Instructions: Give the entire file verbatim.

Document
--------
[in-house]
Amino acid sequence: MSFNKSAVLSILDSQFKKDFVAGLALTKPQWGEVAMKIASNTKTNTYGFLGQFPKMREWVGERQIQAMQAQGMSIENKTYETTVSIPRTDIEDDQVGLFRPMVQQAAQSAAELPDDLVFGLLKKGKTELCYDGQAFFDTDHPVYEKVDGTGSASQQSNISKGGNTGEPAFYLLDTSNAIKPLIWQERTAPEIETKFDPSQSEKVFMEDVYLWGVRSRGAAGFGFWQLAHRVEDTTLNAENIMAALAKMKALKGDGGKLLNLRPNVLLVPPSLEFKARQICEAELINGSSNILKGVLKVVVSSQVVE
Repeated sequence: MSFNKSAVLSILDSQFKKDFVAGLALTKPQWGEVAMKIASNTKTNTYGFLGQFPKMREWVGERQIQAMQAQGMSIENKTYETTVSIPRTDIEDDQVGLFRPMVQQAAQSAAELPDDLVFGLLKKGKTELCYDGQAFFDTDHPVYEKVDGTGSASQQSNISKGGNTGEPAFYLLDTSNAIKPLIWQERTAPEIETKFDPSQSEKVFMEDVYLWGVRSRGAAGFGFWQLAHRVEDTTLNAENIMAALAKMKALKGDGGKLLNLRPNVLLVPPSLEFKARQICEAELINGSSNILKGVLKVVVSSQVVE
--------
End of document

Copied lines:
[in-house]
Amino acid sequence: MSFNKSAVLSILDSQFKKDFVAGLALTKPQWGEVAMKIASNTKTNTYGFLGQFPKMREWVGERQIQAMQAQGMSIENKTYETTVSIPRTDIEDDQVGLFRPMVQQAAQSAAELPDDLVFGLLKKGKTELCYDGQAFFDTDHPVYEKVDGTGSASQQSNISKGGNTGEPAFYLLDTSNAIKPLIWQERTAPEIETKFDPSQSEKVFMEDVYLWGVRSRGAAGFGFWQLAHRVEDTTLNAENIMAALAKMKALKGDGGKLLNLRPNVLLVPPSLEFKARQICEAELINGSSNILKGVLKVVVSSQVVE
Repeated sequence: MSFNKSAVLSILDSQFKKDFVAGLALTKPQWGEVAMKIASNTKTNTYGFLGQFPKMREWVGERQIQAMQAQGMSIENKTYETTVSIPRTDIEDDQVGLFRPMVQQAAQSAAELPDDLVFGLLKKGKTELCYDGQAFFDTDHPVYEKVDGTGSASQQSNISKGGNTGEPAFYLLDTSNAIKPLIWQERTAPEIETKFDPSQSEKVFMEDVYLWGVRSRGAAGFGFWQLAHRVEDTTLNAENIMAALAKMKALKGDGGKLLNLRPNVLLVPPSLEFKARQICEAELINGSSNILKGVLKVVVSSQVVE